It’s shelved under historical fiction, but THE HOUSE GIRL reads more like a historical whodunit, and a smart one at that . . . Both Josephine and Lina are intricately drawn characters — fierce, flawed and very real.
A sorrowful, engrossing novel in which the pursuit of justice serves as a catalyst to a more personal pursuit for truth . . . Through Josephine and Lina’s journeys, THE HOUSE GIRL is also a meditation on motherhood, feminism, loss, and, ultimately, redemption.
This will be the book-club book of 2013.
Absorbing...[Conklin] buttresses her legal savvy with strong historical research. She also has a fine way with a story.
Skillfully executed and packed with surprises, this novel of the ways in which art saves our humanity is an engrossing do-not-miss adventure.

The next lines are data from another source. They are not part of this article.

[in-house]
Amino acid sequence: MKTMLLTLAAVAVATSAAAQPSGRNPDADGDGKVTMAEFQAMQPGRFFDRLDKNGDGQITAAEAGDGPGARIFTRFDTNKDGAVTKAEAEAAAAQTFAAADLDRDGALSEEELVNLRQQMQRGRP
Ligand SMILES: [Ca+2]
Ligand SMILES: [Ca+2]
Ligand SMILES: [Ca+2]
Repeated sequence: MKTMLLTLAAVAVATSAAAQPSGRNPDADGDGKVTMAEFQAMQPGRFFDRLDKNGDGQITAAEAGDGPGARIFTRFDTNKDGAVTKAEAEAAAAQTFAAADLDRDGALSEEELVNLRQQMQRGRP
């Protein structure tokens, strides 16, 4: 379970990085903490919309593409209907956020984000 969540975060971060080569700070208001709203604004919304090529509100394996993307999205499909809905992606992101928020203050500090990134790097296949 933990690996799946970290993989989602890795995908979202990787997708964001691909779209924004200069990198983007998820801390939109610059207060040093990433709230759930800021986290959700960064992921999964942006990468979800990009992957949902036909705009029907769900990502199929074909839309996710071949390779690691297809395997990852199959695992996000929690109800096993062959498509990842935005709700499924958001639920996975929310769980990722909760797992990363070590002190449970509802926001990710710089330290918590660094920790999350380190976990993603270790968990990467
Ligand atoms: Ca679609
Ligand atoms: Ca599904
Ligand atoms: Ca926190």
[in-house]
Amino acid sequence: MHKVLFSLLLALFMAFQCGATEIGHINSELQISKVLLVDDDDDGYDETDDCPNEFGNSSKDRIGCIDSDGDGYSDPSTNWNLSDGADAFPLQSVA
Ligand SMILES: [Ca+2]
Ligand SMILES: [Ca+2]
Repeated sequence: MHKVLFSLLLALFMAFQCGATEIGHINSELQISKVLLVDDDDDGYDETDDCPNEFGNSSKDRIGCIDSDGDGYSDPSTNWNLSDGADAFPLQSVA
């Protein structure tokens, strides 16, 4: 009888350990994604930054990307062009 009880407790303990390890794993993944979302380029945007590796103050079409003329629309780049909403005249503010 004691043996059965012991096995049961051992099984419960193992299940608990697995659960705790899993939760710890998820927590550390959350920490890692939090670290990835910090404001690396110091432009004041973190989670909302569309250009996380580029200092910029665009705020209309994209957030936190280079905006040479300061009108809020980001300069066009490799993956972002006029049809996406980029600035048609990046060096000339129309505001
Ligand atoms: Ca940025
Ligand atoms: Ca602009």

Infused with ominous atmosphere and evocative detail...a dramatic montage of narrative and personal testimonies that depicts the grotesque routines of the slave trade, the deadly risks of the Underground Railroad and the impossible choices that slaves and abolitionists faced.
Rich and surprising...will make hearts ache yet again for those who suffered through slavery as well as cheer for thoseConklin and Linawho illuminate their stories.
Assured and arresting...You cannot put it down.”
Conklin’s research blends subtly into the background while successfully rendering a picture of the complex tensions inherent in 1850s society...A historical novel that succeeds in giving voice to the voiceless.
A thoughtful work of fiction about freedom, love, and the continued price for former slaves with modern descendants. Conklin creates a convincing case of an unrecognized injustice with a novel that is both legalistic and artistic...A story of personal and national identity that you won’t want to miss.
Exquisite...Conklin takes us down a curious rabbit hole that drops us before a looking glass of uncomfortable truths about race, power, art, family, law and ethics...One of those books in which there’s not one, two or three, but about ten good parts you’ll want to read and reread.